In Australia, over 23,000 people a year die from a smoking-related illness. Tobacco abuse costs Australians 21 billion dollars a year in health care, business and social costs and passive smoking kills over 200 people a year, half of which are children. A pack a day (25 cigarettes) habit costs $70 a week on an average, and adds up to more than $3,500 per year. These are scary statistics, but if you are thinking of quitting, there is help available to you. We’ve compiled some of the better-known quit smoking methods for you to take a look at.
Withdrawal symptoms occur as the body reacts to not having nicotine and other assorted chemicals entering the body. Some withdrawal symptoms will last for only a few days, while some will last for a few weeks. The important thing to remember is that they’re transitory. Some common withdrawal symptoms include:
- occasional headaches
- upset digestion
- sore throat
- changed sleeping patterns
- temporary increase in appetite
Hypnotherapy is a natural process that we actually enter ourselves at various times of the day and especially at night when we are falling asleep. There is a point in consciousness known as the hypnoidal point and this is where we are in an alternate state of awareness. We are half awake and half asleep, relaxed and comfortable, safe and secure, aware and not bothered. It is in this state that hypnotists work to facilitate change using positive commands. The hypnotic state sees you open to suggestion in order to attain the results that you want.
It is as simple as being transported to the state of hypnosis (often using music to distract the patient from the silence of the calmness), some affirmations that determine that you no longer want to smoke before being gently awakened.
Traditional acupuncture and auricular acupuncture can both be used when quitting smoking. In traditional acupuncture, acupuncture needles or a low level laser is used on the auricular points of the ears, and also on the nose, hands, wrist and forearm. Three different areas are worked on: treating points for the addiction to nicotine to help block the body’s need for the drug; treating diet points to control appetite and avoid weight gain; and treating stress and relaxation points to help avoid withdrawal symptoms such as anxiety and irritability.
Auricular acupuncture uses needles or a low level laser that is placed on the outer surface of the ear. A selection of points is used and it is often combined with body acupuncture. Auricular acupuncture works by causing the body to release endorphins. When a person is addicted to nicotine, they have higher endorphin levels, and when they give up, these levels of endorphins drop. Auricular acupuncture maintains the levels of endorphins and stabilizes their release. This form of acupuncture also creates a sense of calmness and relaxation, allowing withdrawal symptoms such as stress, anxiety, restlessness and physical cravings to be treated.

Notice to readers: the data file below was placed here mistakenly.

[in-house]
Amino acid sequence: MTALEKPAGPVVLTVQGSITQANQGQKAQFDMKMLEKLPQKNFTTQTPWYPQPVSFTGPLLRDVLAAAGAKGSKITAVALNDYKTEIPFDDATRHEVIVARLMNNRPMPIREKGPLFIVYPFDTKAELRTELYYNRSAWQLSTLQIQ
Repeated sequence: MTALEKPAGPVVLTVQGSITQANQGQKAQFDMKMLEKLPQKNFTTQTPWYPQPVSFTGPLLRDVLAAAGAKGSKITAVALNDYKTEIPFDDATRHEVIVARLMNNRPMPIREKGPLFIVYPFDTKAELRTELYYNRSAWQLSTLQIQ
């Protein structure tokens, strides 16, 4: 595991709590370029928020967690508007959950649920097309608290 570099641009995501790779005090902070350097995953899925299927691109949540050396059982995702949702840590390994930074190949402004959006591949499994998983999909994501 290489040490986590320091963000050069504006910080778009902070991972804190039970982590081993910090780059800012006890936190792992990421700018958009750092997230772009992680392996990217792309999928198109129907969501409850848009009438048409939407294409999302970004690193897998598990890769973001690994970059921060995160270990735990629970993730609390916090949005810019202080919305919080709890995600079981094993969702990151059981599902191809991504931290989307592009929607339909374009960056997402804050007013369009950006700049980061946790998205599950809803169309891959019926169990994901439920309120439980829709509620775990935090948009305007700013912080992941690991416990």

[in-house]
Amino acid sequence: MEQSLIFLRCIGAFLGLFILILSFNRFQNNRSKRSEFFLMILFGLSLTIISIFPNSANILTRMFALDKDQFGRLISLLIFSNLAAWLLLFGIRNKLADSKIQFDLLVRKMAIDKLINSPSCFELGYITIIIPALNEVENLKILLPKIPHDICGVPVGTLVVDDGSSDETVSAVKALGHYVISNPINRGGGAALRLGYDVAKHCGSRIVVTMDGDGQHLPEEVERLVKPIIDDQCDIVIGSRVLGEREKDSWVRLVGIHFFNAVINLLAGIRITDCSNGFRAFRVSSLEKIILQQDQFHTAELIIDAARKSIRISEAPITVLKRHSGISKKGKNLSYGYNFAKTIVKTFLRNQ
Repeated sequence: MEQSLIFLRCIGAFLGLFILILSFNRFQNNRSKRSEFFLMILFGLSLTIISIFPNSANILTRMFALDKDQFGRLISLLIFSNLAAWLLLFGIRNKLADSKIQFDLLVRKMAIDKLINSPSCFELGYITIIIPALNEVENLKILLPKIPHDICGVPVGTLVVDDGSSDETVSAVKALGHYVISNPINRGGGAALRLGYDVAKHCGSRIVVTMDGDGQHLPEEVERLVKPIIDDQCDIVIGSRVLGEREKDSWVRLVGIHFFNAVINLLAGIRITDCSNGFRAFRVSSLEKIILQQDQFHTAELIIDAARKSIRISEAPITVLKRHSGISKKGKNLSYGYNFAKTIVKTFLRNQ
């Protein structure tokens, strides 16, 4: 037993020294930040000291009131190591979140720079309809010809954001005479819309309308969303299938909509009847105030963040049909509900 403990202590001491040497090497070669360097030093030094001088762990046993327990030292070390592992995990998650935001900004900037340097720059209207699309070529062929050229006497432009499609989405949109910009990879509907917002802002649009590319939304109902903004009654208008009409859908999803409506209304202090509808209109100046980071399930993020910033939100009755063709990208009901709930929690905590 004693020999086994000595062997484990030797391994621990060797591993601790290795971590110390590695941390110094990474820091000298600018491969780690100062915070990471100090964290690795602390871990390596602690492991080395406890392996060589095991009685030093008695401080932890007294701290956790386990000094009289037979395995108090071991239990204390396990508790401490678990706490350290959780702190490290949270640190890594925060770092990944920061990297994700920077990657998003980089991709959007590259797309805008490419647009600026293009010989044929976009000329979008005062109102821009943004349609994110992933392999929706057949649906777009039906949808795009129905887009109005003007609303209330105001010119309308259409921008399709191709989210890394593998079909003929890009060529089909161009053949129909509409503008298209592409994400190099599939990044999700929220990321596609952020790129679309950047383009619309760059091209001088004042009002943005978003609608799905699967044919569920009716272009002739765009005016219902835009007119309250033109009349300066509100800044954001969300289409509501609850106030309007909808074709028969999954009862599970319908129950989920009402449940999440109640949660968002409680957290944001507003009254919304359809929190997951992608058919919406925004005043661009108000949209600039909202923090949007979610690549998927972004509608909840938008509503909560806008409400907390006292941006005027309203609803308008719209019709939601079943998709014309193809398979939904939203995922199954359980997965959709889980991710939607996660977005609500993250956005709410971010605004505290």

Counselling is an option for quitting smoking. It is available as a one-on-one program or as group therapy and which you choose will depend on your personal preferences. Counselling is ideal if you do not like the idea of using medication to quit. Telephone help lines such as the Quitline are also available but these counseling sessions need to be regular for there to be a benefit. The more sessions of any form of counseling, the greater the chance of success.
Visiting a doctor for advice on quitting smoking or following a Quit pack is also helpful, especially if you are highly motivated to quit.
Going Cold Turkey
Going “cold turkey” simply means quitting cigarettes completely without cutting down. This is a successful method for around half of smokers that quit. Alternatively, you could cut down on the amount of cigarettes you smoke – reducing to five per day and gradually going down to zero. To help ensure that this approach works, it is advisable to set a quit date where you cut out cigarettes altogether and stick to it.
Nicotine Replacement Therapy
Nicotine replacement therapy is available as chewing gum, patches, inhalers, lozenges, sprays and tablets. These are available from the pharmacy without prescription. The amount of time that you spend on nicotine replacement therapy will depend on your individual circumstances but if you spend longer than eight weeks on the treatment, it will not increase your chances of quitting.
Nicotine replacement therapy is suitable for moderate to heavy smokers. If you smoke more than ten cigarettes a day, this treatment may improve your chances of quitting as much as two-fold. However, if you smoke less than ten cigarettes a day, you are not smoking enough to become as addicted to nicotine and therefore this treatment may not work.
People that have a history of heart problems, or who are pregnant or breast-feeding, should consult their doctors before beginning nicotine replacement therapy.